How did the NFL respond? Think Phillip Morris. Committee member Mark Lovell attacked the above study, claiming that the league wanted to "apply scientific rigor to this issue to make sure that we’re really getting at the underlying cause of what’s happening ... you cannot tell that from a survey." (Right. Because surveys aren't credible, unless paid for by the league). Time and again, committee members denied a link between concussions and cognitive decline. They asked for more time to study the issue. They claimed that independent scientists were drawing premature conclusions.

The federal government's eventual participation into the concussion lawsuits and the scientific validative link between concussions and their long-lasting effects (CTE namely) are really the only thing preventing this situation to escalating to tobacco-lawsuit form. It could take years for the resolution of the lawsuits, but the findings could completely alter the NFL's future landscape.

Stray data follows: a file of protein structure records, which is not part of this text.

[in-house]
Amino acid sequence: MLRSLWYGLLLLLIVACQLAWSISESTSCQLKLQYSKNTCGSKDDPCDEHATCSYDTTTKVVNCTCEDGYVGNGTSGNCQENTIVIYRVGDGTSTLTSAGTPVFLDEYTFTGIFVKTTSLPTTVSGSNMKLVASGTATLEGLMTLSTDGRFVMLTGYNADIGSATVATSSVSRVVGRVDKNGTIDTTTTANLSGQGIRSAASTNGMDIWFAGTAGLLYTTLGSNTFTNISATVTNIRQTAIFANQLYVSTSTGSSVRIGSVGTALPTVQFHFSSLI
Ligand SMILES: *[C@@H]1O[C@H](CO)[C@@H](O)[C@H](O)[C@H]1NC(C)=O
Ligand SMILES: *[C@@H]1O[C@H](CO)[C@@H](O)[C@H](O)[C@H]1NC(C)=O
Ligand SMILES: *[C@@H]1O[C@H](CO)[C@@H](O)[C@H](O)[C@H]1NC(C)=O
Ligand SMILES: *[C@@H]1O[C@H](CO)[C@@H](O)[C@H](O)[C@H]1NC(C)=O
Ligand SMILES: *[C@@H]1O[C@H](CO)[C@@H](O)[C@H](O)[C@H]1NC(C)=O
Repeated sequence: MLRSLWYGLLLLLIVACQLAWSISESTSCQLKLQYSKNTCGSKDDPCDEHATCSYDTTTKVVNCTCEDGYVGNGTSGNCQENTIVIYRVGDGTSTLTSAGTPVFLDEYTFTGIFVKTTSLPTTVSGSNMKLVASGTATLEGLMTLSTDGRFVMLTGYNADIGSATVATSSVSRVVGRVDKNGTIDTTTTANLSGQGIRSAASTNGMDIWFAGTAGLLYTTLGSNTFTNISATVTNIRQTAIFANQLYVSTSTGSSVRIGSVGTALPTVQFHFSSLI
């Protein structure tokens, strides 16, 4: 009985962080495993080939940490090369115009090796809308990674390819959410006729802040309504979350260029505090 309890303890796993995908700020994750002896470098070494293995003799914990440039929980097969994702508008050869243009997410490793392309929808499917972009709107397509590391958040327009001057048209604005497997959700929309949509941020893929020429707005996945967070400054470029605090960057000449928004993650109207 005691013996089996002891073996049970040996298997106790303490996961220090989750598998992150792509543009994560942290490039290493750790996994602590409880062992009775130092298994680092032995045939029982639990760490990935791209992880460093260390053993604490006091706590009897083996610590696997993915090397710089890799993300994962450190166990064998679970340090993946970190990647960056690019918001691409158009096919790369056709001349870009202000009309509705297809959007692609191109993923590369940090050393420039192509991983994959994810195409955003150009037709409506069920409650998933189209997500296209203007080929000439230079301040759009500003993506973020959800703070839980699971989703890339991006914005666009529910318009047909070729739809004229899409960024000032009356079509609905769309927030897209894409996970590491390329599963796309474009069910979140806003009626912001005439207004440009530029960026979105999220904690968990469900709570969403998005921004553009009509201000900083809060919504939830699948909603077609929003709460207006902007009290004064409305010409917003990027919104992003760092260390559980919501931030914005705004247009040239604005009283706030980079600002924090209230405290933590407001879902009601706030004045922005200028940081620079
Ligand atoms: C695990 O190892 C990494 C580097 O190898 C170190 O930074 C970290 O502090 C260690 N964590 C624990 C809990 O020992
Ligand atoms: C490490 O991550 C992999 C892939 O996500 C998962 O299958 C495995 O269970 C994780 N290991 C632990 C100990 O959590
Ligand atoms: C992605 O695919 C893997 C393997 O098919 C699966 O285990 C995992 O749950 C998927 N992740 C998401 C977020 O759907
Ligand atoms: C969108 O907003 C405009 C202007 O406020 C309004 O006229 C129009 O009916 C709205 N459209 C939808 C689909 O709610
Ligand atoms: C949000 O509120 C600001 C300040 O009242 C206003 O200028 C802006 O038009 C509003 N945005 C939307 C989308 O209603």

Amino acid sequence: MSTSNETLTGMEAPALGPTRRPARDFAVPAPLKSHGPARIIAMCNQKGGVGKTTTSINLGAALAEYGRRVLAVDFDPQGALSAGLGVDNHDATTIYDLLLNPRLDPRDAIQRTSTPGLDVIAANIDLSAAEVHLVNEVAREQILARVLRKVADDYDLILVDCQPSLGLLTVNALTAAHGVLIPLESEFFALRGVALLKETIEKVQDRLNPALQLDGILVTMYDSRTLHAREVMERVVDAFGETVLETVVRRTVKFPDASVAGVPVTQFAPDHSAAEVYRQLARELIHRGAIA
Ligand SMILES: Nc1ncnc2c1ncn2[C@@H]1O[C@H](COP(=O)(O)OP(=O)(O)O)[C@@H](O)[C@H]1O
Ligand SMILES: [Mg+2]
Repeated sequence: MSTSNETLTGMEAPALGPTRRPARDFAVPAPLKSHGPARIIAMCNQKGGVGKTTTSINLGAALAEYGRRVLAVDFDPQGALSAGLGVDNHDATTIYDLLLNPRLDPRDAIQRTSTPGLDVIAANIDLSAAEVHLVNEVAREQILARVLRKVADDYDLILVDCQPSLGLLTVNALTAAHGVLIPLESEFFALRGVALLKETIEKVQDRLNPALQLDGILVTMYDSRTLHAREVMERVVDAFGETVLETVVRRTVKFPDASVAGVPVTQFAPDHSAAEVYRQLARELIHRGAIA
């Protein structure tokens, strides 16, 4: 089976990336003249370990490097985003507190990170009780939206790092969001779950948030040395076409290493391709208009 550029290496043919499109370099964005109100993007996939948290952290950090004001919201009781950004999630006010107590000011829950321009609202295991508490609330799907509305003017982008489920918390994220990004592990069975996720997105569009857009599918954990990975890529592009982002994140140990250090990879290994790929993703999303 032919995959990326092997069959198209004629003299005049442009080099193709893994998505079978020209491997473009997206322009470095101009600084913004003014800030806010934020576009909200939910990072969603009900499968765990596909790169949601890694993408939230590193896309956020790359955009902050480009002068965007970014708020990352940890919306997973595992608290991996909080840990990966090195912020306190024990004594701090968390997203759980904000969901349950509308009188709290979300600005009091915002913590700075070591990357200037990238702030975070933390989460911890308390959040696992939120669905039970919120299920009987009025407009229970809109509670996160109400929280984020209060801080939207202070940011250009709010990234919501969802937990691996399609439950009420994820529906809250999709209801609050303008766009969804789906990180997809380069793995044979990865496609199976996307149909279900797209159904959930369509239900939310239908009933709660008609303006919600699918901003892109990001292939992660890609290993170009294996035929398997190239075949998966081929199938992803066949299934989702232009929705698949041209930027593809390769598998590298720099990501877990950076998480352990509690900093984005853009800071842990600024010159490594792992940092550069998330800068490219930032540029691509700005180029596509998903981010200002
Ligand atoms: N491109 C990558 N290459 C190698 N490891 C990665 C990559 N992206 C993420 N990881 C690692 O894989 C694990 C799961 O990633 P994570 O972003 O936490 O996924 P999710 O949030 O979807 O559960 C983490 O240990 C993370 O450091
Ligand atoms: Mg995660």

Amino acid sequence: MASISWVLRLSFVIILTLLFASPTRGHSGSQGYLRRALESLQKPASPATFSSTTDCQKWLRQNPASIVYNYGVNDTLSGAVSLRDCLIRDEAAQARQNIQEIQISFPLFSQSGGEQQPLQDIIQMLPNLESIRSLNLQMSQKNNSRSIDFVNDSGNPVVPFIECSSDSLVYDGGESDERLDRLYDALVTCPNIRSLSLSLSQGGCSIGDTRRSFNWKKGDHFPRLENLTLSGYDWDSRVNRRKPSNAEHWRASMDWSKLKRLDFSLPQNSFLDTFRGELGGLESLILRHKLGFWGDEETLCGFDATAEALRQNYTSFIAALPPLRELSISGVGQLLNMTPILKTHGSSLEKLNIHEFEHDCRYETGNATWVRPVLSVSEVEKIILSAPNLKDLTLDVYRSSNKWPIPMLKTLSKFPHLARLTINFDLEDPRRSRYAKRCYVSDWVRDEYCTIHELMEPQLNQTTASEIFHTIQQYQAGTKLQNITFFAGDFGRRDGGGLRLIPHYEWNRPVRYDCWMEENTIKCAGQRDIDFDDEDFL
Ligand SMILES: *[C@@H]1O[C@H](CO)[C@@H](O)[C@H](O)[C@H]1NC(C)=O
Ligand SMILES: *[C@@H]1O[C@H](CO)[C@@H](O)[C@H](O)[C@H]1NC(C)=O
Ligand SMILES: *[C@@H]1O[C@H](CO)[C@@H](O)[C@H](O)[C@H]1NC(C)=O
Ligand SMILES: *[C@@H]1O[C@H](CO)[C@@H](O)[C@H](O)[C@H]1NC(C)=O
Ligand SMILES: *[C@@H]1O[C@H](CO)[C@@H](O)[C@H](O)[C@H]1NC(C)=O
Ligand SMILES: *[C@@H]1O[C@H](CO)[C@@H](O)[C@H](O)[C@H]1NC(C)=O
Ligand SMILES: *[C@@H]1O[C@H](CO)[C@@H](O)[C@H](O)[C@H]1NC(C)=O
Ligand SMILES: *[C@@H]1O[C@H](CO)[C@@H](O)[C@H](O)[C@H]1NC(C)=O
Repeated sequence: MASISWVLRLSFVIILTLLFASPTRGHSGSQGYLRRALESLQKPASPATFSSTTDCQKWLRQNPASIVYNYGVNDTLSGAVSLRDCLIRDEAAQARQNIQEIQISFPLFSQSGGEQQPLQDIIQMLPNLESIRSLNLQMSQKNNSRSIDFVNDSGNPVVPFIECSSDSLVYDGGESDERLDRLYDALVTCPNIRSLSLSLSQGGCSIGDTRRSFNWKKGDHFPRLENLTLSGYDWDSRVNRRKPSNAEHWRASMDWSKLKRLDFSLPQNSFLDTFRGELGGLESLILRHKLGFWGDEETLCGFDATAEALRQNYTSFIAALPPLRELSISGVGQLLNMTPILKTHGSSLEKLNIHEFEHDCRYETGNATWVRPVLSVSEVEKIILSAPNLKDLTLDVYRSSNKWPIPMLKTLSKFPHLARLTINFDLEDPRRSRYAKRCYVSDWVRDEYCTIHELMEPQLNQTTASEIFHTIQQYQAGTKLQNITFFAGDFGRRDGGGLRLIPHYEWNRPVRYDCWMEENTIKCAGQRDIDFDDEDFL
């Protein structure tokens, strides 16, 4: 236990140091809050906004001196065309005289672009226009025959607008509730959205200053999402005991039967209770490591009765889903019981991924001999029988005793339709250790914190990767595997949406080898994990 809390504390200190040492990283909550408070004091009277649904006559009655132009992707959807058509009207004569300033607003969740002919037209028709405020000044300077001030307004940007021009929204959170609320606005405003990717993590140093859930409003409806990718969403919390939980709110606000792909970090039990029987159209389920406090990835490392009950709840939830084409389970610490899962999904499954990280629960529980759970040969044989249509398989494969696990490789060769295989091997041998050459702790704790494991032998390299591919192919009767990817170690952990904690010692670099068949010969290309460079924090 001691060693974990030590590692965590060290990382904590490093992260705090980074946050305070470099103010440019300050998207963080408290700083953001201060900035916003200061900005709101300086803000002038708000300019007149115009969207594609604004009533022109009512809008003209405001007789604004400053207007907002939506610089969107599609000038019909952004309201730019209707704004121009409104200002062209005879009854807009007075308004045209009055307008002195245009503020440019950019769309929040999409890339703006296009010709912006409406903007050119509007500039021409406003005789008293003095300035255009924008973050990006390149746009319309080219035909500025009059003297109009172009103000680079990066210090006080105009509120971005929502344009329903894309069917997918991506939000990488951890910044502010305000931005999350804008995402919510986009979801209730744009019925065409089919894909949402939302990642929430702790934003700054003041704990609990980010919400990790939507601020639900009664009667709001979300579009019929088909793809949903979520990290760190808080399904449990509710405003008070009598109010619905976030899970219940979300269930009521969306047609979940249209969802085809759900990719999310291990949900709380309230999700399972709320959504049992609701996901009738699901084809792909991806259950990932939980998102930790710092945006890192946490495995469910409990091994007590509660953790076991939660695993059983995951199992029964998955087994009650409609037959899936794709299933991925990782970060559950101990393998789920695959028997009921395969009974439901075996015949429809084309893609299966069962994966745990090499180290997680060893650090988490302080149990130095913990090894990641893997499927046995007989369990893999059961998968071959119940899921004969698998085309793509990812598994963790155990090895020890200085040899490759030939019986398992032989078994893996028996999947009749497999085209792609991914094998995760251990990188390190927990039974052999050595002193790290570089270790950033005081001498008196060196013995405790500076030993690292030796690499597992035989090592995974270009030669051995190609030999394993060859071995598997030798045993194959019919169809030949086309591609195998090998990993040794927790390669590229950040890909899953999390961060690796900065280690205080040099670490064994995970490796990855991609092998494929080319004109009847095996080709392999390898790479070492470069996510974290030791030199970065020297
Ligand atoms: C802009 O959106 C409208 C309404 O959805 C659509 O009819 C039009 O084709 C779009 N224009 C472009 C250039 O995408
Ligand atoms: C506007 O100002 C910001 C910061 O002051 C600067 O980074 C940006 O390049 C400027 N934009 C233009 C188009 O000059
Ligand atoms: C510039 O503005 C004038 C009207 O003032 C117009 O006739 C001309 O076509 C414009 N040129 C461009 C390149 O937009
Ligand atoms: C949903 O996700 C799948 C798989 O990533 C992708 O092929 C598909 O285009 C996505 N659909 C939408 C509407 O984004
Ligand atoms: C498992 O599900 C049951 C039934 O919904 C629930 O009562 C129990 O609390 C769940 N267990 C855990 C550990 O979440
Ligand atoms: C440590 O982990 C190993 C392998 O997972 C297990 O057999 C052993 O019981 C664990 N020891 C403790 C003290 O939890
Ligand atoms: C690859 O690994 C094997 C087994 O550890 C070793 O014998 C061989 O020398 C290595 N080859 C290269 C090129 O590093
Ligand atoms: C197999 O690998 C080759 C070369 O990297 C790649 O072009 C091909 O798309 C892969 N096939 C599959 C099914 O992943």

The NFL, especially at this point, is in a difficult position that they potentially didn't even put themselves in. Maybe the league didn't really know or understand the last impacting of the game on players. Sure, its not normal to crash into another human being, but the league has been like the rest of the world playing from behind in understanding the traumatic effect the violence of the game can have on the remainder of a player's life.

Where we are right now as fans of the NFL is on the brink of a major shift in how the game is played. The NFL has already attempted to cut down on potential head-injuries by shifting the kickoff marker five yards and eliminating a three-or-more man wedge block on returns. It stands to reason that they could just eliminate the third phase from the game completely, especially as concussion issues continue to pock the NFL landscape. More and more lawsuits will be filed, with the league continuing to try and play catch-up to a problem that may already be too far gone to fix.

Later this week: Looking at the role players have in the "culture of violence."